Luke Taylor

Grammar Grater®

with Luke Taylor

Episode 103: A-Muse and B-Muse

This week on Grammar Grater, we examine another pair of words that can cause confusion: amuse and bemuse.

As Bryan A. Garner writes in his book, Garner's Modern American Usage, "The meanings of these two words differ significantly." Yet Garner was able to find two citations from major media outlets where the word bemuse was accidentally used in place of the word amuse.

The Oxford English Dictionary defines amuse as follows:

A verb meaning to divert the attention of (one) from serious business by anything trifling, ludicrous, or entertaining. Also, To divert, please with anything light or cheerful; especially in the modern sense, to excite the risible faculty or tickle the fancy of.

The Oxford Dictionary of Current English simplifies this definition:

Make (someone) laugh or smile. Also, give someone (something) enjoyable or interesting to do.

Here are examples of the word amuse in action:

The puppet show amused the children.
Later, the children amused themselves by making sock puppets.

The word bemuse means something altogether different. According to The New York Times Everyday Reader's Dictionary of Misunderstood, Misused and Mispronounced Words, bemuse is a verb that means:

To bewilder; confuse; stupefy

Here are examples of the word bemuse in action:

The mathematics student was bemused at the concept of infinity.
The computer consultant bemused his clients with technical jargon.

It's pretty easy to understand how the words amuse and bemuse can get confused. First of all, they share a common root, muse, which on its own, is a verb that means, "To be absorbed in thought; to meditate continuously in silence; to ponder." With that common root, the words have a similar sound.

But probably a more likely way the words get confused is through real-life applications. Consider a magician's act. It's very easy to imagine that an audience watching a magician would be bewildered, confused and stupefied by the magic tricks. As a result, it would be perfectly logical to say:

The audience members were bemused by the magician.

At the same time, because a magic act is a form of entertainment, it would also be accurate to say this:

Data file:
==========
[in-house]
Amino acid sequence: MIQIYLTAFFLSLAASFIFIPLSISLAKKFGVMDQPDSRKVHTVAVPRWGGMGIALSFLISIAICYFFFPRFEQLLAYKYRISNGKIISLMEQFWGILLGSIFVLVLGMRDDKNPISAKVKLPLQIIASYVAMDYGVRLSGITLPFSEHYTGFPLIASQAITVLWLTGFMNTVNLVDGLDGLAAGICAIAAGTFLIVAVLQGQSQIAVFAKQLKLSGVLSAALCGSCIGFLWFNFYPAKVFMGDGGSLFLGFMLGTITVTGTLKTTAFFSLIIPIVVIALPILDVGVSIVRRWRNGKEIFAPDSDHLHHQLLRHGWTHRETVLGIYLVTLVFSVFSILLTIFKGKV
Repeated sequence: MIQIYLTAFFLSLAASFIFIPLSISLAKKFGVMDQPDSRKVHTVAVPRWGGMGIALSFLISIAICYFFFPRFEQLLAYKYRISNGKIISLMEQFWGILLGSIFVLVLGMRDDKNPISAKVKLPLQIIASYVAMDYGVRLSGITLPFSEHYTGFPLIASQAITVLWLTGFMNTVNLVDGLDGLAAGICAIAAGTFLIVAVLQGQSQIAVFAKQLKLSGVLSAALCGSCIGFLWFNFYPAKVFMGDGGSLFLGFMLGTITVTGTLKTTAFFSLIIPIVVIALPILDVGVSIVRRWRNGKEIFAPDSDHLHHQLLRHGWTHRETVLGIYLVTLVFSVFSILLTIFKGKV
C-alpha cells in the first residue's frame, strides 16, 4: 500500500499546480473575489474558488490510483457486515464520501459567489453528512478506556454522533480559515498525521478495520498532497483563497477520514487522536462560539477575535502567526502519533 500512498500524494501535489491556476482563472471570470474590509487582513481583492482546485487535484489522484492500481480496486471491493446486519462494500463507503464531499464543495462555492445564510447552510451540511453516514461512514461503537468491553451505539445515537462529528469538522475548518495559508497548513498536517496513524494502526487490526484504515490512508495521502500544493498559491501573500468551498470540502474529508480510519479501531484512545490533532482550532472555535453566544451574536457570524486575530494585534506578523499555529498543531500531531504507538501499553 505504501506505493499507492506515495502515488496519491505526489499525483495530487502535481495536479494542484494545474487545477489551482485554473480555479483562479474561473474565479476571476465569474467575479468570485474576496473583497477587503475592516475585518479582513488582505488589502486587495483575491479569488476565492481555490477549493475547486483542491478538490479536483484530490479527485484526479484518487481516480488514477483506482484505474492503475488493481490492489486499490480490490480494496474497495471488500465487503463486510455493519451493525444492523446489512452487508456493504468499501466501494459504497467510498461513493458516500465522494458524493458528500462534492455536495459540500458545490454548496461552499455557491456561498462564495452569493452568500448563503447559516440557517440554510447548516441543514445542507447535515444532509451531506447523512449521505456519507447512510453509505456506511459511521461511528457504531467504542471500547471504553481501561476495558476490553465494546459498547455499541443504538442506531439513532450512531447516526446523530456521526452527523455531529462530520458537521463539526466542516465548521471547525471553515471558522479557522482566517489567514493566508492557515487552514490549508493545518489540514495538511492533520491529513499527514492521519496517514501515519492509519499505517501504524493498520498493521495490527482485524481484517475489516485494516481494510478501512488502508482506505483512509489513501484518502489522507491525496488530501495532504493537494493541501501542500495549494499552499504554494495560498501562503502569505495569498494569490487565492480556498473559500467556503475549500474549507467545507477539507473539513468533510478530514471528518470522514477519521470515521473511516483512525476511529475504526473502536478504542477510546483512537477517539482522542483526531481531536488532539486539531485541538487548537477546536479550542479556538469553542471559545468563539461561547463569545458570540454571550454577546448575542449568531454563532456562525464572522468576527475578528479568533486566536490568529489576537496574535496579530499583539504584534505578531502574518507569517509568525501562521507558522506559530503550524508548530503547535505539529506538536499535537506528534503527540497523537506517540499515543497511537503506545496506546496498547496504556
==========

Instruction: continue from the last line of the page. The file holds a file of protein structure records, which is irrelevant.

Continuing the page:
The audience members were amused by the magician.

In contexts where audiences are amazed and entertained, both words would make sense, and it's easy to see how the meanings might get muddled up. In the case of the magic act, it would be an accurate description—and in no way redundant—to use both words in the same sentence:

The people were bemused and amused by the magician.

At Grammar Grater, we try to provide tricks or tips to help keep confusing words separated. Here's one idea for amuse and bemuse: consider their noun forms, amusement and bemusement, respectively. Amusement is the state of being entertained or laughing; bemusement is the state of being confused or bewildered.

Now let's take that one step further. An amusement park is a fun fair with rides, games and entertainment. They're generally enjoyable places to be. A bemusement park, by stark contrast, would be confusing, perhaps disorienting. In short, it would be a rather unpleasant place to be:

Amusement is enjoyable; bemusement is puzzling.

Sources: Oxford English Dictionary; Oxford Dictionary of Current English; Garner's Modern American Usage by Bryan A. Garner; New York Times Everyday Reader's Dictionary of Misunderstood, Misused and Mispronounced Wordsedited by Laurence Urdang; also mentioned in the sketches was Scoop by Evelyn Waugh.

Music: "All Apologies" by Nirvana; "Every Day I Write the Book" by Elvis Costello

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